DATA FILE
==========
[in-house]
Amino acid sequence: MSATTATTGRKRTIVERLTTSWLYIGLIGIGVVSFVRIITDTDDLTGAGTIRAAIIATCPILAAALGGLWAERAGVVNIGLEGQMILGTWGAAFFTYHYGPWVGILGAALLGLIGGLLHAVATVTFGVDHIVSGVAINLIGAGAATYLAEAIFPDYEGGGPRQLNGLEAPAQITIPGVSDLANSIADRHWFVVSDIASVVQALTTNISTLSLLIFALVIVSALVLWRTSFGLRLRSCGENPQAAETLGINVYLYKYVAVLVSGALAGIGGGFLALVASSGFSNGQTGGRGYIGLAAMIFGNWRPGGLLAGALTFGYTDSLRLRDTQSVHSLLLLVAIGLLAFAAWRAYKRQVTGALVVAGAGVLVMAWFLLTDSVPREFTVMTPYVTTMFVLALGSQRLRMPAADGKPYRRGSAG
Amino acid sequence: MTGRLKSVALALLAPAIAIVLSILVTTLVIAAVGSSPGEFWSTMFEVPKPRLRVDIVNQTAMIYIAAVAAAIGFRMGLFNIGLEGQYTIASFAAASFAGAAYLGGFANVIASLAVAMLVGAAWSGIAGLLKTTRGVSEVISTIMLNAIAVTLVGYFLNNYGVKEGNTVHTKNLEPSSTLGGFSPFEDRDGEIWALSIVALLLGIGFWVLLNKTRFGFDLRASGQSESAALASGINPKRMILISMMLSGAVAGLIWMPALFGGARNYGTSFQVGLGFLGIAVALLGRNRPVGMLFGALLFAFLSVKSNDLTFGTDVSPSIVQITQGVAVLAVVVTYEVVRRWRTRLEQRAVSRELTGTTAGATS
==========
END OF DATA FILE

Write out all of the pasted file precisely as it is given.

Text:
[in-house]
Amino acid sequence: MSATTATTGRKRTIVERLTTSWLYIGLIGIGVVSFVRIITDTDDLTGAGTIRAAIIATCPILAAALGGLWAERAGVVNIGLEGQMILGTWGAAFFTYHYGPWVGILGAALLGLIGGLLHAVATVTFGVDHIVSGVAINLIGAGAATYLAEAIFPDYEGGGPRQLNGLEAPAQITIPGVSDLANSIADRHWFVVSDIASVVQALTTNISTLSLLIFALVIVSALVLWRTSFGLRLRSCGENPQAAETLGINVYLYKYVAVLVSGALAGIGGGFLALVASSGFSNGQTGGRGYIGLAAMIFGNWRPGGLLAGALTFGYTDSLRLRDTQSVHSLLLLVAIGLLAFAAWRAYKRQVTGALVVAGAGVLVMAWFLLTDSVPREFTVMTPYVTTMFVLALGSQRLRMPAADGKPYRRGSAG
Amino acid sequence: MTGRLKSVALALLAPAIAIVLSILVTTLVIAAVGSSPGEFWSTMFEVPKPRLRVDIVNQTAMIYIAAVAAAIGFRMGLFNIGLEGQYTIASFAAASFAGAAYLGGFANVIASLAVAMLVGAAWSGIAGLLKTTRGVSEVISTIMLNAIAVTLVGYFLNNYGVKEGNTVHTKNLEPSSTLGGFSPFEDRDGEIWALSIVALLLGIGFWVLLNKTRFGFDLRASGQSESAALASGINPKRMILISMMLSGAVAGLIWMPALFGGARNYGTSFQVGLGFLGIAVALLGRNRPVGMLFGALLFAFLSVKSNDLTFGTDVSPSIVQITQGVAVLAVVVTYEVVRRWRTRLEQRAVSRELTGTTAGATS